Caller: Hello this is Master X (to protect the innocent). May I speak to Amanda?

Me: Yes. Amanda it's Master X.

Amanda, looking sheepish: Hi. Oh, okay, you need the whole list? Taking the phone upstairs to her room as she grabs her homework folder.

Amanda, returning the phone to me a few minutes later, and shrugging:
He needed the spelling list.


Is it me, or isn't that one of the oldest tricks in the book? When I was fifteen, my friend and I desperately wanted to figure out a way to call Peter without seeming too obvious. I'm not sure the results were any less obvious than the spelling word maneuver:

Me: Hi, Peter? It's Jennifer. Did you happen to lose a gold chain at Mary's birthday party?

Peter: No, I didn't.

Me: Oh, okay. We're just calling around to see who might have lost it.


The operation may not have sounded too successful, but Peter did ask me out at some point thereafter, and took me on my first real non-dance date with the guy driving and everything. I later found out that he would have liked to ask me out again, but he didn't know if I liked him. He clearly was a very dense seventeen year old boy.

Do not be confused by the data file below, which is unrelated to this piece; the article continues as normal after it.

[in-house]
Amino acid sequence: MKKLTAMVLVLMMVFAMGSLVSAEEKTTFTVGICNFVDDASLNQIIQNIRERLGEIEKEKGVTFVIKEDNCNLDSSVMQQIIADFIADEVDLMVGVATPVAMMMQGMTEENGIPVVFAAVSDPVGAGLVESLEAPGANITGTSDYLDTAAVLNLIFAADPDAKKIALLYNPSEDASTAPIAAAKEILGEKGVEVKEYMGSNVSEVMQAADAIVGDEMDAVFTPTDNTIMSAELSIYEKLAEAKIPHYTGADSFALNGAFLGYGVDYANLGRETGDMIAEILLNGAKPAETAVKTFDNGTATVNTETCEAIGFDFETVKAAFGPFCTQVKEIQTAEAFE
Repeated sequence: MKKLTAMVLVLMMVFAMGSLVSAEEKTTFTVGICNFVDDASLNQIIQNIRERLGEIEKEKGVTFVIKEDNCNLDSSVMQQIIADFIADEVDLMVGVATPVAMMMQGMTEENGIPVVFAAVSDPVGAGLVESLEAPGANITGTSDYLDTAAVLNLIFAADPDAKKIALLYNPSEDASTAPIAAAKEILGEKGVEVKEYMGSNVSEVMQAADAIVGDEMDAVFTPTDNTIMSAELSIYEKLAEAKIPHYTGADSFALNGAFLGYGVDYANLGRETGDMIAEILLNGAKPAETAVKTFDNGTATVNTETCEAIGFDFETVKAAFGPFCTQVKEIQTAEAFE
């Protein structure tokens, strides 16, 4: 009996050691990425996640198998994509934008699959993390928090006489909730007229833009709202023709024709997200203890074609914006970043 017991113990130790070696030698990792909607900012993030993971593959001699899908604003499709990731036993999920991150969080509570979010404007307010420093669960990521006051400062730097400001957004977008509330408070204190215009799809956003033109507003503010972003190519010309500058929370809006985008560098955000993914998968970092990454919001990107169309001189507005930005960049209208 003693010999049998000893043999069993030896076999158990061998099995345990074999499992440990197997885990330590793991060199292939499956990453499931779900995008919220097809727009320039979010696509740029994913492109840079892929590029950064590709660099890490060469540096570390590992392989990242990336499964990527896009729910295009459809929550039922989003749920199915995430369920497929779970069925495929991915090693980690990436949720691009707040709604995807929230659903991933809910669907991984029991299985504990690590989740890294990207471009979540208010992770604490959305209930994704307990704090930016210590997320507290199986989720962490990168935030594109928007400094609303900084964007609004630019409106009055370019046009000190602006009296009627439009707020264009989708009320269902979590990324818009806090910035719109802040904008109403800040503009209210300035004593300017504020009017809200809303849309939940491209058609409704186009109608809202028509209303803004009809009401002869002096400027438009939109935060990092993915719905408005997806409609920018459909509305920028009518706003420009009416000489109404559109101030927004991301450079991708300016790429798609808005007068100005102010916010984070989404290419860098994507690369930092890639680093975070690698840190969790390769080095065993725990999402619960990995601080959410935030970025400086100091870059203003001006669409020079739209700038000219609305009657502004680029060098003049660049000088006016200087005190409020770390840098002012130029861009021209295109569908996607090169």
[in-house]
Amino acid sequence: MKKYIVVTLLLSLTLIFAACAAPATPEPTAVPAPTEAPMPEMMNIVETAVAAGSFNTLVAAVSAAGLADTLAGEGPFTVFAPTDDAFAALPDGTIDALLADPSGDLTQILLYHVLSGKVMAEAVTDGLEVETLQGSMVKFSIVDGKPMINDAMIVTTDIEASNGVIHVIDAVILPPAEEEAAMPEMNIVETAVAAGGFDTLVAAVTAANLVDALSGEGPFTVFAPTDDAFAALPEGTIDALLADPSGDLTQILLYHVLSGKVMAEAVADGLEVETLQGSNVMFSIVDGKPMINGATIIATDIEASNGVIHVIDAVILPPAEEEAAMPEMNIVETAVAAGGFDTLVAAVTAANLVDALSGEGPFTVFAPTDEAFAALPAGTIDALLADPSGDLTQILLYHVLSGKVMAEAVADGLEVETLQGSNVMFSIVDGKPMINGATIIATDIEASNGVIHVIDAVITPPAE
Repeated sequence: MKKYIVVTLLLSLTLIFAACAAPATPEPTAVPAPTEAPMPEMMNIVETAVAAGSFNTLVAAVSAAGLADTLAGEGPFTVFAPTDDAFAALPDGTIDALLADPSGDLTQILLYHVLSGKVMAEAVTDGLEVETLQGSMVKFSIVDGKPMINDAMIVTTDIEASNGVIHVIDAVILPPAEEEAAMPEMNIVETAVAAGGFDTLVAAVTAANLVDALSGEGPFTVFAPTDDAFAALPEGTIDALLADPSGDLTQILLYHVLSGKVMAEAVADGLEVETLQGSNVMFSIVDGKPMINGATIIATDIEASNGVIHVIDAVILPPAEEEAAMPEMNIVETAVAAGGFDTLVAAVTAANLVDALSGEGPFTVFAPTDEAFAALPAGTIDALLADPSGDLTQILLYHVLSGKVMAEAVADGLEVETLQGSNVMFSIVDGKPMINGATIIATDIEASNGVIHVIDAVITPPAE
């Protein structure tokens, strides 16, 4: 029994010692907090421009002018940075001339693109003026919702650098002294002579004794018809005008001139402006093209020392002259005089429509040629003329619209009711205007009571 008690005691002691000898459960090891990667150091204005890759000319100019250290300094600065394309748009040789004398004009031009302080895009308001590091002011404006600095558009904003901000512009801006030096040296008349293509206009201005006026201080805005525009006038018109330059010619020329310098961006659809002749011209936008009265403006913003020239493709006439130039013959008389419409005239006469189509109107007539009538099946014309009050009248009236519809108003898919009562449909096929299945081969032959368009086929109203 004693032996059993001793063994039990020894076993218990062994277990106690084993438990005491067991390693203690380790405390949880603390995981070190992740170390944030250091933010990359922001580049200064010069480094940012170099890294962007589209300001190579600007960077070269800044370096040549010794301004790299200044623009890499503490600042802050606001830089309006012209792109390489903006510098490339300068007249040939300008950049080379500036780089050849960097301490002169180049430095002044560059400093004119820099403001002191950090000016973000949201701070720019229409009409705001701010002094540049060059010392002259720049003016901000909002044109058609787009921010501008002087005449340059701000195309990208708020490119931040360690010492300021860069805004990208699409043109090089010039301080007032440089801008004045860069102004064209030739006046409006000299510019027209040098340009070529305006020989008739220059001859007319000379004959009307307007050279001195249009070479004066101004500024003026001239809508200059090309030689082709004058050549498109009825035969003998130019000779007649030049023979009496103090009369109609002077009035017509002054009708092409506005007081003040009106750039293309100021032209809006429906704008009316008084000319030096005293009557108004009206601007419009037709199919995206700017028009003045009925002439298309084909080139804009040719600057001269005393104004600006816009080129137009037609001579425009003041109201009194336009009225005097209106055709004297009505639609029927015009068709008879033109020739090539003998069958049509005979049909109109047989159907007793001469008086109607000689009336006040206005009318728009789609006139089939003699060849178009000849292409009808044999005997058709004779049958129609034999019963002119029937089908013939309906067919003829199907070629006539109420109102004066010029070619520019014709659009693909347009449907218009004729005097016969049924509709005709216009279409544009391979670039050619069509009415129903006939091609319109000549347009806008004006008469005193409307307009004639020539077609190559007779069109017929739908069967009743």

Saturday, November 17, 2007

Louder than Words

We are all familiar with the true old adage, "Actions speak louder than words." There's no place that this is truer than in our homes. I can say that I'm going to clean the house, but alas, the action of inactivity will far outweigh that promise and the dust will speak for itself. I can say "I forgive you," but still slam doors and avoid direct eye contact, unless I'm rolling my eyes which clearly makes a point regarding the actual state of my forgiveness.

Speaking of making a point, Proverbs 27:15-16 reminds me what all of my reminders might sound like to my husband.

A quarrelsome wife is like
a constant dripping on a rainy day;

restraining her is like restraining the wind
or grasping oil with the hand.

A good friend and I regularly take the time to evaluate our lives in light of Christ's teaching, specifically our roles as wives, as mothers, as His children. Sometimes in addition to sharing about our dissatisfaction with a certain area of our lives, we vent a few complaints as well. I can feel free to share my dissatisfaction with my husband's actions, knowing that I have wise counsel and that she is unlikely to spur on my feelings of resentment or rebellion. I have always appreciated Proverbs 27:17, "As iron sharpens iron, so one man sharpens another," but it wasn't until today that I noticed that verse immediately followed those about the quarrelsome wife.